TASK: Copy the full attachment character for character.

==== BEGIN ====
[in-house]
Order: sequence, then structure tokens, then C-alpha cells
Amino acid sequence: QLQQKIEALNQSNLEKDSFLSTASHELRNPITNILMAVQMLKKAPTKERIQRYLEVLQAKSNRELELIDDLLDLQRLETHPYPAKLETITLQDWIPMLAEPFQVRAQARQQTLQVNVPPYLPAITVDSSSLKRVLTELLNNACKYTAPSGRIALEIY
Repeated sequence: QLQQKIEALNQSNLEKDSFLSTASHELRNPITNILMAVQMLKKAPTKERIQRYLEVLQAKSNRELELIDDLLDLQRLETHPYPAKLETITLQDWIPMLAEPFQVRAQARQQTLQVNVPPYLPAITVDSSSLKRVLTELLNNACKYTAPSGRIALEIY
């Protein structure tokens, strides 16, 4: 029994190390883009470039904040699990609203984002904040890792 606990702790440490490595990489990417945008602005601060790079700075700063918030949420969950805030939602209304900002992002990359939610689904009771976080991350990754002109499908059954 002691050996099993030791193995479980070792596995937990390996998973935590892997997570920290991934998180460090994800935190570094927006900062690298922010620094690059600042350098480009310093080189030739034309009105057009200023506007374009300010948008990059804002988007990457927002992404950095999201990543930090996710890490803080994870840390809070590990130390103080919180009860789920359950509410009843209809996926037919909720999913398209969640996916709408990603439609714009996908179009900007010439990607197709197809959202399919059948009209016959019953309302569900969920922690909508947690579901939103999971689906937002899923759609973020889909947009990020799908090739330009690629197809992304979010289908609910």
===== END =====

[in-house]
Order: sequence, then structure tokens, then C-alpha cells
Amino acid sequence: QLQQKIEALNQSNLEKDSFLSTASHELRNPITNILMAVQMLKKAPTKERIQRYLEVLQAKSNRELELIDDLLDLQRLETHPYPAKLETITLQDWIPMLAEPFQVRAQARQQTLQVNVPPYLPAITVDSSSLKRVLTELLNNACKYTAPSGRIALEIY
Repeated sequence: QLQQKIEALNQSNLEKDSFLSTASHELRNPITNILMAVQMLKKAPTKERIQRYLEVLQAKSNRELELIDDLLDLQRLETHPYPAKLETITLQDWIPMLAEPFQVRAQARQQTLQVNVPPYLPAITVDSSSLKRVLTELLNNACKYTAPSGRIALEIY
């Protein structure tokens, strides 16, 4: 029994190390883009470039904040699990609203984002904040890792 606990702790440490490595990489990417945008602005601060790079700075700063918030949420969950805030939602209304900002992002990359939610689904009771976080991350990754002109499908059954 002691050996099993030791193995479980070792596995937990390996998973935590892997997570920290991934998180460090994800935190570094927006900062690298922010620094690059600042350098480009310093080189030739034309009105057009200023506007374009300010948008990059804002988007990457927002992404950095999201990543930090996710890490803080994870840390809070590990130390103080919180009860789920359950509410009843209809996926037919909720999913398209969640996916709408990603439609714009996908179009900007010439990607197709197809959202399919059948009209016959019953309302569900969920922690909508947690579901939103999971689906937002899923759609973020889909947009990020799908090739330009690629197809992304979010289908609910």